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Wady Meharakka Temple

The temple of Meharrakka (Meharraka, Maharraqa, Maharraka or Maharaga) dates from the Greco-Roman period. It was rescued from the rising waters from the Aswan High dam and placed on higher ground together with Wadi El Seboua temple and the temple of Dakka, for the ease of the tourists.

Wadi Meharrakka Temple

March 26th, 1813.
In three hours and a half, we came to El Nowabat, a ruined village, opposite to Thyale on the east bank. The shore is here very narrow, and the western hills are low, and sandy. Eight hours and a half brought us to the northern extremity of Wady Meharraka (Maharraka), where the plain widens considerably, being broader than in any other part north of Derr; though it is cultivated at present only near the river.
it seems a stiff wind could topple the remains of the Temple at Meharraka.
The Temple at Meharraka,
by David Roberts, 1838

Here is the ruin of a temple, consisting of a portico of fourteen massy columns, with capitals of different sizes and forms, according to the ancient Egyptian taste in architecture. They are encompassed by a wall, which being joined to the entablature of the colonnade, forms a covered portico all round. The southern wall has fallen down, apparently from some sudden and violent concussion, as the stones are lying on the ground, in layers, as when placed in the wall; a proof that they must have fallen all at once. I observed some hieroglyphics sculptured upon single stones lying about in this part.

The columns on the south side are joined to each other, except the two center ones, by a low wall, half their height, in the same manner as those in the temple of the hawkheaded Osiris at Philæ.

There is one large entrance, and two smaller ones, and a stair-case leading up to the top. Several paintings of Greek saints are upon the walls; but no hieroglyphics, nor sculptures, of any kind, are visible, not even the globe, common to all the Egyptian temples; neither are there any sculptures on the columns. The walls of this ruin are very neatly and well constructed. There are several inscriptions in the ancient popular Egyptian character, such as is seen on the manuscripts of papyrus.

The whole portico stands upon a terrace of massy stones, eight feet high towards the river; on this side is the great gate, but, as there are no steps up to it, it is probable that it was used only during the period of inundation, when vessels might moor close under it; at present, the water does not reach the temple at the time of the inundation. The portico is fifteen paces in length, and nine in breadth: there is nothing about it which denotes it to be of Egyptian origin, except the palm-leaves sculptured on the capitals of the columns; it possesses, however, an imposing simplicity, and belongs, I think, to the last epoch of Egyptian architecture.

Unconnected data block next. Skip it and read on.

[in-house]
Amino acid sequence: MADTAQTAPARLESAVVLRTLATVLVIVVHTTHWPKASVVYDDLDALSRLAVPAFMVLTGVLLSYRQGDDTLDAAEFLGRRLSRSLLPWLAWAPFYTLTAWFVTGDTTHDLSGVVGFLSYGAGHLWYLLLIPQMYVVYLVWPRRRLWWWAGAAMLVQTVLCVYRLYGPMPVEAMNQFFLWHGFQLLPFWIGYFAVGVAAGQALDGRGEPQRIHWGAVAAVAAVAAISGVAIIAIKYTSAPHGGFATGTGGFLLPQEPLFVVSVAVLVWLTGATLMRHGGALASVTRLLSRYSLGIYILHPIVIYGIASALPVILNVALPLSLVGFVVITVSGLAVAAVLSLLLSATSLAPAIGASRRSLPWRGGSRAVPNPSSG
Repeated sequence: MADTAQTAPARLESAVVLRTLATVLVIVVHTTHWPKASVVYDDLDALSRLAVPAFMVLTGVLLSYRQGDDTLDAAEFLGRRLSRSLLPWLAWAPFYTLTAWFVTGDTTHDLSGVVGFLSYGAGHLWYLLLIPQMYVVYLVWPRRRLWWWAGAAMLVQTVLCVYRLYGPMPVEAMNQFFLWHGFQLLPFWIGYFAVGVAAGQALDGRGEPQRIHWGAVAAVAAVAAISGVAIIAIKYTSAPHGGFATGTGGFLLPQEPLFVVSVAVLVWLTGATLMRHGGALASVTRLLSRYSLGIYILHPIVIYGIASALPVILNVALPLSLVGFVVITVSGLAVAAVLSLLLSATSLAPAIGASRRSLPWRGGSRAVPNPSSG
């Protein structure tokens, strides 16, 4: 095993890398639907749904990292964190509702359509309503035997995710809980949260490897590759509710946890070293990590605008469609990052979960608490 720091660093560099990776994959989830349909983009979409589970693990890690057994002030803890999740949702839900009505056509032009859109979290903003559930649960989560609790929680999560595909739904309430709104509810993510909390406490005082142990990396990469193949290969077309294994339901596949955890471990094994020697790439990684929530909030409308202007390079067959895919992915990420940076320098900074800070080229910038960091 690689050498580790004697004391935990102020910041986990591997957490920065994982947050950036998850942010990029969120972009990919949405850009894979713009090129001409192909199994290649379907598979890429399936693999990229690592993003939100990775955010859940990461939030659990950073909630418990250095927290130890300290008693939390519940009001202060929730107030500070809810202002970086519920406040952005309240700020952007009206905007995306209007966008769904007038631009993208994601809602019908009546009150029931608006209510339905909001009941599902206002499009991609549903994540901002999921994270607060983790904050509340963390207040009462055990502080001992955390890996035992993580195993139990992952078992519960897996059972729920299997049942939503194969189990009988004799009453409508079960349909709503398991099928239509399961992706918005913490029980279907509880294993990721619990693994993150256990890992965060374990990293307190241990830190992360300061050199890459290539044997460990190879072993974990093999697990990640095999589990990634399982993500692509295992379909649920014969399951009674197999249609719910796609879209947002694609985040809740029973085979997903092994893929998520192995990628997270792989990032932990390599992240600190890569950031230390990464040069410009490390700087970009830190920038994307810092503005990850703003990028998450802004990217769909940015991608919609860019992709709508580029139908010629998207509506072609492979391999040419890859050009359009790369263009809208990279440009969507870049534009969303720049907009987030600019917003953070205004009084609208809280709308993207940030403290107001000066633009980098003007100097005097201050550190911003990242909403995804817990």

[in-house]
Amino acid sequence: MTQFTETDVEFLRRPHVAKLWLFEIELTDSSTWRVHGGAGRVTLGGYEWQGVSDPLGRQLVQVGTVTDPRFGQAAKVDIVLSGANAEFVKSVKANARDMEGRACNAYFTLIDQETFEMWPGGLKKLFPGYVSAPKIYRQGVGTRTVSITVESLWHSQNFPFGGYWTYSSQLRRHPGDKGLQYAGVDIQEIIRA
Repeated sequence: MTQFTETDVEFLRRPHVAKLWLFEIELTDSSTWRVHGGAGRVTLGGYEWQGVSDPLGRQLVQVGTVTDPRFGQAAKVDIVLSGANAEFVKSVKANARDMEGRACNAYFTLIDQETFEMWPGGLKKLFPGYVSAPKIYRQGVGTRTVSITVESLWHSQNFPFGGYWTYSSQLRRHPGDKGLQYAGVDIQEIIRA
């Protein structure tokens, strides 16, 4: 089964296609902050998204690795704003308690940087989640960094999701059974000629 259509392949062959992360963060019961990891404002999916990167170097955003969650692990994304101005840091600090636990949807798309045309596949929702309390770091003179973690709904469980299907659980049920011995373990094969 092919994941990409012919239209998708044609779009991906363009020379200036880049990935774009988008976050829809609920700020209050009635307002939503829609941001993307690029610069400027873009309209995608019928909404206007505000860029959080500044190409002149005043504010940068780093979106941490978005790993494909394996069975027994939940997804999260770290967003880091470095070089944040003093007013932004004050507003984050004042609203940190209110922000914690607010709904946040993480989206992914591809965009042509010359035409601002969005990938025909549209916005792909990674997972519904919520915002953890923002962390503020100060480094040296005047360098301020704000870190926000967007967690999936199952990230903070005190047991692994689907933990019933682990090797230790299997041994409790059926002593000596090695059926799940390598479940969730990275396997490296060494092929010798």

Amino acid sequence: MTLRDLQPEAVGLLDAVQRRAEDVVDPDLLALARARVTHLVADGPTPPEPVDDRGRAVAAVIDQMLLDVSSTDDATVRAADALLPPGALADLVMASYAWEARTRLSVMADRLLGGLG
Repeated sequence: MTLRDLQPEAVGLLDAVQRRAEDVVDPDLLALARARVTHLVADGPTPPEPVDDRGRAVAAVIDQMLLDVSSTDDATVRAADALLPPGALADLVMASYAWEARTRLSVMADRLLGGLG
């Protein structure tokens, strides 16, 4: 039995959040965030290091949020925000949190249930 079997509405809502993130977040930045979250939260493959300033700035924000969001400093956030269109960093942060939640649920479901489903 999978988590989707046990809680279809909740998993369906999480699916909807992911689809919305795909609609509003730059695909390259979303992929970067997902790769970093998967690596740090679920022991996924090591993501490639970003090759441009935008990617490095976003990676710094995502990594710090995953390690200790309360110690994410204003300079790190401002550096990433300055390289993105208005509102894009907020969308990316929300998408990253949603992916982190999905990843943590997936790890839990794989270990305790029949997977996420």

the temple at Wadi Meharraka.
The Temple of Wadi Meharraka,
by François Chrétien Gau, 1819

Close to the walls of the portico are the remains of another building, which had probably been a temple similar to the above, and not a part of the same structure, for I could not perceive any corresponding parts in the two buildings. A wall only remains, and the foundations of the principal building; on the former are several sculptures, one of which represents Isis sitting under a tree, and receiving offerings; it is in high relief, unlike any thing of the kind I have seen in Egyptian temples, and more resembling Grecian sculpture.

the temple at Wadi Meharraka.
From the Temple of Wadi Meharraka,
by François Chrétien Gau, 1819

This circumstance, and the Grecian-like simplicity of the portico, lead me to conjecture that both edifices were the work of the Ptolemies, who constructed temples to the Egyptian deities in several parts of Egypt, in which they imitated the architecture consecrated to their worship. I saw no hieroglyphics on the wall.

There are large mounds of rubbish, and fragments of pottery, in this place.

Near Wady Meharraka the island of Derar commences. At eight hours and three quarters is the village of Korty. About two hundred yards from the river stands a ruined temple; it is the smallest I have seen, and may truly be called an Egyptian temple in miniature, being only ten paces in length; the cella and adytum are yet standing; the pronaos seems to be buried under the sand. Of the sculptures, a few figures, and the winged globe over the gates, remain; but the whole temple is in a very mutilated state.

wings of the Sun.

Wady Meharraka and Broken Pots
excerpt from: Travels in Nubia

by John Lewis Burckhardt, published in 1819

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